Oct 20, 2020 > Solar
Dollar for dollar, there is no better investment than solar
4 agree
0 disagree
Product review Renogy solar panels and controllers
REVIEWED BY Alan Jacobson
Reviewer did not receive an incentive to post this review.
27 reviews, 1 follower
Beneteau 40CC Imagine
Cruising is about living on your boat. And you can’t live without power and water. But to be truly “livable,” your boat may also need refrigeration and air conditioning – if you’re stuck in marina for days on end in 100+ temperatures. Each component of your life-support system will cost you at least $1,000, or many times more. For instance:But one aspect of this equation costs less than $1,000, is easier to install than any other component, is maintenance-free, adds no weight and requires none of your precious storage space. What is it? Solar. Of all the money I’ve spent on my boat, I get more bang for the fewest bucks from my solar panels. I have four 100W flexible solar panels attached to the top of my bimini, and two rigid 100W panels mounted on top of my davits for a total of 600W. I’m having an arch installed, so I will be able to expand the two rigid aft-mounted panels to five, for a new total of 900W. Unless you’re running a website from your boat like I am, you probably don’t need that much power, but I love the “once-and-done” nature of solar. Buy it once, install it once and it continues to produce power every day, seemingly indefinitely – just like the sun. ◉ Tap to add a comment or post a review Solar was easy to install, too. All it takes is the most basic knowledge of electricity. Each panel has a “positive” and “negative.” You can connect your panels in “parallel” or “series,” but all tests show that you get more energy on most boats – especially sailboats where the rigging casts shadows across the panels – by connecting your panels in “parallel.” That means connect all the positive leads to positive leads and all the negatives to negatives. Easy as duck soup. So, you connect all your panels to each other in parallel, then connect the positive and negative leads from your panels to the positive and negative solar panel terminals on the solar controller. Then connect the positive and negative battery terminals on your solar controller to the positive and negative terminals on one of your house batteries. It doesn’t matter which battery. That’s it. Just make sure you connect the controller to your batteries before you connect your controller to your solar panels, because the controller needs to some power to “control” the voltage coming from the batteries. I have a mix of lightweight flexible solar panels and rigid solar panels. All my panels are rated at 100W and all seem to deliver on spec. The flexible panels weigh about 2 pounds each. They don’t seem to put any strain on my bimini. The rigid panels weigh 15 pounds each. The rigid panels seem more durable, but otherwise I see no difference. I suspect that all solar panels and solar controllers are manufactured in China – like just about everything else – and are merely marketed by different companies in the West. I don’t know enough to recommend a particular manufacturer or brand, but my solar controllers and panels are sold by Renogy, and I have virtually no complaints. Everything worked right out of the boxes and has continued to work reliably and dependably for more than a year now. But I do have one complaint: the dim LED display on Renogy’s controllers. I’ve mounted my controllers in two different locations, and neither had enough light to make the displays easy to read. One of my two controllers is a 60A Renogy Rover. It retails for $322 on Amazon. For that much money, you’d think that Renogy would spring for a easier-to-read display technology – such as an LED – instead of a cheap LCD. Granted, you never really need to look at the controllers – they’re that reliable. However, if you’re an energy nerd, or merely an energy nerd wannabe – and who isn’t? – you’ll need to check the output on the controller’s display to see precisely how much energy your panels are producing. Alternatively, enjoy your time on the water and fughedaboudit. Renogy provides two options for mounting your controller: flush mount or panel mount. But c’mon. Who would cut a hole in a bulkhead just to display a solar controller? Is your solar controller something you want to show off? Would you put a battery charger or inverter front and center in your saloon? I know it’s a sad dog that can’t wag its own tail, but c’mon Renogy – your solar controller isn’t taking center stage on my boat. But what about Renogy’s difficult-to-see LCD display? There’s an app for that. For $29, you can add a Bluetooth module to any Renogy controller. With this module and Renogy’s app, you see all your data on your phone without ever looking at your controller. And by all your data, I mean more data than you can see on the controller itself, such as how much power you generated each day going back in time. So you can track your power production and compare it to the weather, your travel, etc.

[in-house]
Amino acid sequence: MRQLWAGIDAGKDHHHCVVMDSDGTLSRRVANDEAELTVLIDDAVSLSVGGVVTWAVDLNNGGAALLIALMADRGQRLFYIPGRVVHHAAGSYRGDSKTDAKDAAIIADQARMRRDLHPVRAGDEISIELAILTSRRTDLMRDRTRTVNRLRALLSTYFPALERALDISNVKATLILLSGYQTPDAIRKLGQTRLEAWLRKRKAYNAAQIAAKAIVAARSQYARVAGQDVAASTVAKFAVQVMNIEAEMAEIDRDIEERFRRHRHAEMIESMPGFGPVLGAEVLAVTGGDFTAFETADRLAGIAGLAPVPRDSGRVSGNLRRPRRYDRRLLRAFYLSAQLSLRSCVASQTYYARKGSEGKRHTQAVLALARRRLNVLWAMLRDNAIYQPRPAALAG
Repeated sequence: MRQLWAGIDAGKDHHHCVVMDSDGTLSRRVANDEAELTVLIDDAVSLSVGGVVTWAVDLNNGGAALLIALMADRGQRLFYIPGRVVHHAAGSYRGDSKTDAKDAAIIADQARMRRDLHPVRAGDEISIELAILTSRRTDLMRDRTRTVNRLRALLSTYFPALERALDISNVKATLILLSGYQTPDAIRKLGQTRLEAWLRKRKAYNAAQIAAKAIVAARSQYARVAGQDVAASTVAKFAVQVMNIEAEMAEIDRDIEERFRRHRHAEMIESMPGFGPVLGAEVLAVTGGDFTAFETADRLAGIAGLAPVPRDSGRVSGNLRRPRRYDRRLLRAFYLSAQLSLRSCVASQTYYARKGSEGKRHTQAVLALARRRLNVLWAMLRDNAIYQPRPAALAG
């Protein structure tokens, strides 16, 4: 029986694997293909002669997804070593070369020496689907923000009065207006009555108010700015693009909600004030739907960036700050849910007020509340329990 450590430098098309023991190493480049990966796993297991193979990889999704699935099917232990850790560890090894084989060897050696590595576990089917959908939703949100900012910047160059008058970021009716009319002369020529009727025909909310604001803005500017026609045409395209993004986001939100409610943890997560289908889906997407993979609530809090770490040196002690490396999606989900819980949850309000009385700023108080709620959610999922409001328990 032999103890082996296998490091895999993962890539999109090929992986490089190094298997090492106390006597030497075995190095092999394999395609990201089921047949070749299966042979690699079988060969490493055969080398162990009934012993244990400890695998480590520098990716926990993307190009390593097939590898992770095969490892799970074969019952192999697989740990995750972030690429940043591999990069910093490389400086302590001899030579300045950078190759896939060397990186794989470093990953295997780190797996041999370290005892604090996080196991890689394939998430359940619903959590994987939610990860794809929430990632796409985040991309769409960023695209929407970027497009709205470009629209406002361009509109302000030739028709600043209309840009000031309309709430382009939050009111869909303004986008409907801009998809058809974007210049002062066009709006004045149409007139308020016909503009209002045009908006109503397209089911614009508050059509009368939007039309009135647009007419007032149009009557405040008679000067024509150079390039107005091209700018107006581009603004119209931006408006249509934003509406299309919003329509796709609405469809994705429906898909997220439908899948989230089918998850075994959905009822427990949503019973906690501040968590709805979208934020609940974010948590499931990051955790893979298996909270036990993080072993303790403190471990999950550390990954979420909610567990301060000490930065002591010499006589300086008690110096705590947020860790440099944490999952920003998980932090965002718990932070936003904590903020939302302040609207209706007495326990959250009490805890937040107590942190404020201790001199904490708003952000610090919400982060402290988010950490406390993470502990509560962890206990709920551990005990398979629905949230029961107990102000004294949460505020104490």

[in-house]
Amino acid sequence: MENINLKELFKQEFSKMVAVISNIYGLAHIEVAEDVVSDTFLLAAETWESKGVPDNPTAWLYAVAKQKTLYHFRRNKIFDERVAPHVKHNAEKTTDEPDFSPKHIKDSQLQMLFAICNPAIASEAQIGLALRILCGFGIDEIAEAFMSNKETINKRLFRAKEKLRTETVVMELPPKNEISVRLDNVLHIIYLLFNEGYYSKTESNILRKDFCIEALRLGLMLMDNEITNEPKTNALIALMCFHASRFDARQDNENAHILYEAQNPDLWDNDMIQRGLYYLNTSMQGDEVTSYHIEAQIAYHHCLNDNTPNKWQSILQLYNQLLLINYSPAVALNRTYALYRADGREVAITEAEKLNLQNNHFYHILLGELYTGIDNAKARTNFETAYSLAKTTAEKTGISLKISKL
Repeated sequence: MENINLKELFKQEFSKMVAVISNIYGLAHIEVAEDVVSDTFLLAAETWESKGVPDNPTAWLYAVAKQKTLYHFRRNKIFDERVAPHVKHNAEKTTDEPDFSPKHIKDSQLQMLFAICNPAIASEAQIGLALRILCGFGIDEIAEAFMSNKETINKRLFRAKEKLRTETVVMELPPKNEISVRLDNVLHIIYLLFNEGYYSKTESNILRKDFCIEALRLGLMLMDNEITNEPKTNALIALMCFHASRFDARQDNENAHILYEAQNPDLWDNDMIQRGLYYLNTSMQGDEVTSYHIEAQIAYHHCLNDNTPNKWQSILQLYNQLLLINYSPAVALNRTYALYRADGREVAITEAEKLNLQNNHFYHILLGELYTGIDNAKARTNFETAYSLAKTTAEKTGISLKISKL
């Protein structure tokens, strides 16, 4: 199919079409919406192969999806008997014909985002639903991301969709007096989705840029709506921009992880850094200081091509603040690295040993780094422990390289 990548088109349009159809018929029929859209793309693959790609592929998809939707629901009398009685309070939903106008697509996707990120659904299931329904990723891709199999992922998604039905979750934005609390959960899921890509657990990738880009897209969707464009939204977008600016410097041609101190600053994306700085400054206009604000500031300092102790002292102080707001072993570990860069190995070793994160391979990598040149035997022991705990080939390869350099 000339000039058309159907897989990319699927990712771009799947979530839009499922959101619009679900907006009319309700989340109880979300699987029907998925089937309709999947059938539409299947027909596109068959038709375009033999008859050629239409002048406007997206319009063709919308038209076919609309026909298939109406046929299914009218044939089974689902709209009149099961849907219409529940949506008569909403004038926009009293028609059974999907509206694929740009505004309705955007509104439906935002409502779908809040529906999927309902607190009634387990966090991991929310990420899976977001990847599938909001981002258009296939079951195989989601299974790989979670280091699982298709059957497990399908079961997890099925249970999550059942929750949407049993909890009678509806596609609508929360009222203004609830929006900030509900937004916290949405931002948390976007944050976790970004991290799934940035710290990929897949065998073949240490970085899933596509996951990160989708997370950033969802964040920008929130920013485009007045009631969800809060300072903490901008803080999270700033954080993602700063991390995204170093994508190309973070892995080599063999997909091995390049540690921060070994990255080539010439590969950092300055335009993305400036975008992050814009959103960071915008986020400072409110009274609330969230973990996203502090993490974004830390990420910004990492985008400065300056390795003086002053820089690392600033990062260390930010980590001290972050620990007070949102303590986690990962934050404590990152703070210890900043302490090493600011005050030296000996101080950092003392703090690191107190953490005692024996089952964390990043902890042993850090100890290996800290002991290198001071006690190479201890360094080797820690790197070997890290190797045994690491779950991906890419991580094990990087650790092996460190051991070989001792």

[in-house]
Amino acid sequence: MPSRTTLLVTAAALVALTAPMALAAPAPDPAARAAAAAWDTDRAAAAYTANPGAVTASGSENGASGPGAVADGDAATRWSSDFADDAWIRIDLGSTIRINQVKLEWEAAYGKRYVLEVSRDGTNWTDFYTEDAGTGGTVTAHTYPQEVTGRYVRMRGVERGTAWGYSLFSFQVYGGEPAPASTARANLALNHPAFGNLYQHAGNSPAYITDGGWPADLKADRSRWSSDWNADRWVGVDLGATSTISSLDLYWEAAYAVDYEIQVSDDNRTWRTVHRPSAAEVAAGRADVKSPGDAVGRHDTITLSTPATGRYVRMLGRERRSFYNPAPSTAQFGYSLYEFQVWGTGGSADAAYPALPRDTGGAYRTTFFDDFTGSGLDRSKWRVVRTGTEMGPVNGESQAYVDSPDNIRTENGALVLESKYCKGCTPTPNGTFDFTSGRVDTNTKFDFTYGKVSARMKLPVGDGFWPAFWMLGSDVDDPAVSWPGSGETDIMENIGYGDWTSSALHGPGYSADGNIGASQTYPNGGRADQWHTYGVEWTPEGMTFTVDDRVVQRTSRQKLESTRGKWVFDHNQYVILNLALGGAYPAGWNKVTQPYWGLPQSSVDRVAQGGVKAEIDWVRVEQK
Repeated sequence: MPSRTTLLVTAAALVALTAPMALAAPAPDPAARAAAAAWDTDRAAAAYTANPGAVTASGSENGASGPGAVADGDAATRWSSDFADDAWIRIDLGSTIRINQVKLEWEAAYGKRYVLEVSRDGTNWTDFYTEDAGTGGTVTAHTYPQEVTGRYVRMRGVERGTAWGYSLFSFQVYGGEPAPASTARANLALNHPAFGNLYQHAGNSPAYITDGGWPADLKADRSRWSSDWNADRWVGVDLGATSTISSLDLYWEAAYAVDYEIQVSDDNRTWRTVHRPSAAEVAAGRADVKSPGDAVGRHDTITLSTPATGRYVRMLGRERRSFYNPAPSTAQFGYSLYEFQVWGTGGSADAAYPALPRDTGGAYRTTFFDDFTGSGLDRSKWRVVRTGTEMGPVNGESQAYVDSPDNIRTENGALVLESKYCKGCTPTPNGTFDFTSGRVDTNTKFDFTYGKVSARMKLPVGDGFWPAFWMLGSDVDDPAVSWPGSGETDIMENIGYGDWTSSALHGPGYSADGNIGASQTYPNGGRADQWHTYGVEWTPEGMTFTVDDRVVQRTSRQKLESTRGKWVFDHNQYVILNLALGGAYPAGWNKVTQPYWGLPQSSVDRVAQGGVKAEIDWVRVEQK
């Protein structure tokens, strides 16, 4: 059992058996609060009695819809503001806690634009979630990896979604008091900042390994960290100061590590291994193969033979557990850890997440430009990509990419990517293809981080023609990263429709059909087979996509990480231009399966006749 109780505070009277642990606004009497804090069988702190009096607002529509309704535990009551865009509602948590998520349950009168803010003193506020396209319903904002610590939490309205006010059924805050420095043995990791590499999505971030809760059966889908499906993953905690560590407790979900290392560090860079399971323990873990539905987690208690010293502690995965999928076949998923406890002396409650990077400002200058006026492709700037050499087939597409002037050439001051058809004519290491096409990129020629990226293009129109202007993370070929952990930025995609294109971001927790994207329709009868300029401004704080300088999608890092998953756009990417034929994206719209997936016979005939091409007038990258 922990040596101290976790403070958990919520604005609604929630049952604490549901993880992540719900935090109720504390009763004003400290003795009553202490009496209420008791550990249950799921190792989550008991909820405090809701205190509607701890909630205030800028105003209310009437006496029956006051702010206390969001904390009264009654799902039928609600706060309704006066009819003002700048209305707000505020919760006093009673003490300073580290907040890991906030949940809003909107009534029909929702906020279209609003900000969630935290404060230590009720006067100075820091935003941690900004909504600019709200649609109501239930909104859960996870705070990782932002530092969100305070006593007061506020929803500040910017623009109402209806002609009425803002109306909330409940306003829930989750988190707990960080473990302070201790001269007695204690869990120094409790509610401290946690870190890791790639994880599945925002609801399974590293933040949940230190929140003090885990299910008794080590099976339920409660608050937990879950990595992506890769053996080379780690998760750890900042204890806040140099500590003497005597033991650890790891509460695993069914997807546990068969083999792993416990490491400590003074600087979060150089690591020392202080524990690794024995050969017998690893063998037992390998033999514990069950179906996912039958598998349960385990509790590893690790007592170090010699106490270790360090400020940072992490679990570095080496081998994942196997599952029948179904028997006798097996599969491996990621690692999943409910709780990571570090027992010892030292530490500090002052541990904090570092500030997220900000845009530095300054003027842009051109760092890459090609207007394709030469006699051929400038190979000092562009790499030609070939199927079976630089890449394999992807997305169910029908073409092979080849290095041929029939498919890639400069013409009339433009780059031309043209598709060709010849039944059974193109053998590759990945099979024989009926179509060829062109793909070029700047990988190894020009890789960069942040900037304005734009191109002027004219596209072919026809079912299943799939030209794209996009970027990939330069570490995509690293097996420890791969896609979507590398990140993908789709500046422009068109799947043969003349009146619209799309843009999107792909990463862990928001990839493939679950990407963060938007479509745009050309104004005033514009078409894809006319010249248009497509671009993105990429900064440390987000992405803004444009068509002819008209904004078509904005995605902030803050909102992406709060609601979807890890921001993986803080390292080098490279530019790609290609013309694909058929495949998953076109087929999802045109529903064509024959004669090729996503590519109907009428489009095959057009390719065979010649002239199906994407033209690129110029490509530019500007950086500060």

With Renogy’s Bluetooth app, you can see how your solar panels are performing in real time, as well as how they performed yesterday, the day before, etc.
The Bluetooth module eliminates the need to have your controller visibly accessible. You can put your controller in some out-of-the-way spot, as long as it has adequate ventilation for cooling. With enough solar, and a large battery bank and efficient inverter, you may be able to power some 115v devices. But don’t try a hair dryer. On a boat, hair dryers are only for sanitation hose.
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